More good stuff from the alt transpo capital of the universe. If Nerd and I can sucker my dad and/or one of my brothers into babysitting, we’re there.


UPDATE, 8/4: Metro Employee Historic Vehicle Association (MEHVA) Snoqualmie tour
What: “A leisurely 4-hour scenic trip [on an old-school bus!] to the historic and charming small town of Snoqualmie where you can ride the train from the restored depot built in 1890, visit the scenic spectacular Snoqualmie Falls or have a picnic lunch.”
When: Sunday, August 15th, 11 AM
Where: Tour departs from 2nd Ave S. & S. Main
How much: $5 (Free for kids 5 and under)

We’ve got a lot going on in the next couple of weeks (more on that later), but I’d really like to make it to this. A train ride and the falls? Chicklet would be beside herself.


August Regional Transit Task Force meetings

What: The RTTF is a group of citizens and elected officials appointed by the County Executive and charged with “identify[ing] short-term and long-term objectives for transit service investment. [The task force] will formulate a service implementation policy based on those objectives” by September 2010.”

In other words, Metro is facing huge cuts, and the County is looking for input about the most fair, least disruptive way to make those cuts. They’re also looking for help developing strong implementation policies for future (fingers crossed) service additions.

When: Thursday, August 5th & Thursday, August 19th, 5:30 PM – 8:30 PM
Where: Mercer Island Community Center: 8236 SE 24th Street, Mercer Island (You can take the 550.)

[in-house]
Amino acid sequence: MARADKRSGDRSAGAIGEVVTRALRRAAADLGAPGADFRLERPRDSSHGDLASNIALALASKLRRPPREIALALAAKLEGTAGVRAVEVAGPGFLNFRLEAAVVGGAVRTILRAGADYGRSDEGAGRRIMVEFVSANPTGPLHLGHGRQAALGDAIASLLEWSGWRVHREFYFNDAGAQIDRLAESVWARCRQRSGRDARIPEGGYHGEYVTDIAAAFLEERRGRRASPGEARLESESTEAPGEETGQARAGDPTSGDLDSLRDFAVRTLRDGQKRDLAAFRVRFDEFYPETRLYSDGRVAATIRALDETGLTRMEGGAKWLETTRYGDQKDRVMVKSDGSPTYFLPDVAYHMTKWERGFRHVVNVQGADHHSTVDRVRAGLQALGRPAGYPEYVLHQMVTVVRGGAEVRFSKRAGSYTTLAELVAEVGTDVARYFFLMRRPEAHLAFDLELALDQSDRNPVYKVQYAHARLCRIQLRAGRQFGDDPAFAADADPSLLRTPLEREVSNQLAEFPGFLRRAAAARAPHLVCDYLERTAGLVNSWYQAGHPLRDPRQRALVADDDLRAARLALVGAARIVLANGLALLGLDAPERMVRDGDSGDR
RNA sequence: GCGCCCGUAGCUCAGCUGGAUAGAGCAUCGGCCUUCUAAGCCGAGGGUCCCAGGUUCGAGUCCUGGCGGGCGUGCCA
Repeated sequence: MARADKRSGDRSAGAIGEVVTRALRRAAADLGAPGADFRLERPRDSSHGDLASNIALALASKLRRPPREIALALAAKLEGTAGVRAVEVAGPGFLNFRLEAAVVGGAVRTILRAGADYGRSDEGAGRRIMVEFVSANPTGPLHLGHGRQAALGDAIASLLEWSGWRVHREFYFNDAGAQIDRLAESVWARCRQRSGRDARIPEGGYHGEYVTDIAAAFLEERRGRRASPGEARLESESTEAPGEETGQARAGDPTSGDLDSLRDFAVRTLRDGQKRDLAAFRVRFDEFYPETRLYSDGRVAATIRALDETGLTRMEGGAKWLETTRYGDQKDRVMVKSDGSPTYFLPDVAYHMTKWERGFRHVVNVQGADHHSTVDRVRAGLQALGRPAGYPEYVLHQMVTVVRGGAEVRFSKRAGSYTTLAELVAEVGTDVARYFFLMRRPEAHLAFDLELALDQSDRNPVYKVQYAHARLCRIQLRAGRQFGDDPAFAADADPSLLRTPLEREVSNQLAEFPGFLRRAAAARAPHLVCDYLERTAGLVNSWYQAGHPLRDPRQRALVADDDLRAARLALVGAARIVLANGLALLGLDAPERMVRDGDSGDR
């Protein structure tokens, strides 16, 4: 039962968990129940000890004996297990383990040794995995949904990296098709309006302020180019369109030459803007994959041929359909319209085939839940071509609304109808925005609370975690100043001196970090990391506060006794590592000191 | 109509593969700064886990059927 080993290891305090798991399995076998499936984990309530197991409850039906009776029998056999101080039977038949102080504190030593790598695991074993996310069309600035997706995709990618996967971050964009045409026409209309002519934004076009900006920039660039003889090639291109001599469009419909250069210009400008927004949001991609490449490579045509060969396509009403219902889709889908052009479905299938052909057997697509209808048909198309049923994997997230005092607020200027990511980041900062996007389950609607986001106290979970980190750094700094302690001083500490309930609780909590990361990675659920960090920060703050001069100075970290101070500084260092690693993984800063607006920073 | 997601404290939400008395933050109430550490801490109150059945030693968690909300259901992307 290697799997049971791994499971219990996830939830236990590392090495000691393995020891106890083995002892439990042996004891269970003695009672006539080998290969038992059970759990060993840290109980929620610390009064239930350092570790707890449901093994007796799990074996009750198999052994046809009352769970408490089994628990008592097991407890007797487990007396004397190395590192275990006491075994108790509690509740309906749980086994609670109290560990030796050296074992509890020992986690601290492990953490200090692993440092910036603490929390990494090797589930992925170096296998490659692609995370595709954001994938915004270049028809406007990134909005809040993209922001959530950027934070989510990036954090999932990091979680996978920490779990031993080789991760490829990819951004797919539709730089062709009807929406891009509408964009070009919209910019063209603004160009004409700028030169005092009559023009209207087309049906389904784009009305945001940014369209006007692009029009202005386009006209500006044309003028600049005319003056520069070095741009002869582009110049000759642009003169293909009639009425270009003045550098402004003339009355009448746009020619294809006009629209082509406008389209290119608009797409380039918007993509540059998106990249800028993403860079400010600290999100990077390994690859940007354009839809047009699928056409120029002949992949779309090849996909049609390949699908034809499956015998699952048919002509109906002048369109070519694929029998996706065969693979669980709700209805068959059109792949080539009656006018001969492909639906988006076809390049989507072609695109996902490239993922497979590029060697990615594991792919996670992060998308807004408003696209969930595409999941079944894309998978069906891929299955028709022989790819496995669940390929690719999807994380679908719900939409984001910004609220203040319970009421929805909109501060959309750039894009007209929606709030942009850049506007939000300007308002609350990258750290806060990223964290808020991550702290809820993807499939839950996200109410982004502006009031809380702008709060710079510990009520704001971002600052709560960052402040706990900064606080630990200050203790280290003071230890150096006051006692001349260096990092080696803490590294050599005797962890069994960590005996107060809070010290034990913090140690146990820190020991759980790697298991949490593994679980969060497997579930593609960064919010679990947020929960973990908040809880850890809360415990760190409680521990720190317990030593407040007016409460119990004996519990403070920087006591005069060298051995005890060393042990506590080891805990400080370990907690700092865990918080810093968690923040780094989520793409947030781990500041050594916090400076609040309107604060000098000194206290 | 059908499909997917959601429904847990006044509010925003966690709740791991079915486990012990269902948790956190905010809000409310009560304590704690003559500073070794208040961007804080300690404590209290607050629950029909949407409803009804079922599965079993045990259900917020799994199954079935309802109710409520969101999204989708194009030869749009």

How much: Free (unless you count your tax dollars)

I didn’t mention this task force when it was formed earlier this year, mostly because I’m a member (as one of three rider representatives), and I try to keep my community involvement separate from this blog. In this case I’m making an exception, because the recommendations of the group (if they’re adopted by the council) are going to affect bus riders in every corner of the county.

The task force meets twice a month (schedule here), and there is time for public comment at the end of every meeting. If you can’t attend, you can find meeting materials and notes on the RTTF website.

Rainier Valley Summer Streets
What: Rainier Valley’s version of the city’s Summer Streets series.

Come out and watch the Rainier Valley Heritage Parade then stay and play in the streets afterwards. The parade begins at 11 a.m. and lasts about an hour. After that, the streets open up for people to enjoy. Dine at local restaurants, make art, find out about urban gardening and learn how to fix your bike. Seattle Children’s is sponsoring a kid’s obstacle course and there will be skateboard demos with free helmet give-aways. There will also be cultural activities like learning how to write calligraphy and making star lanterns.

When: Saturday, August 21st, 11 AM – 3 PM
Where: Rainier Ave South, between South Brandon and South Alaska
How much: Free!

So going to this. Again.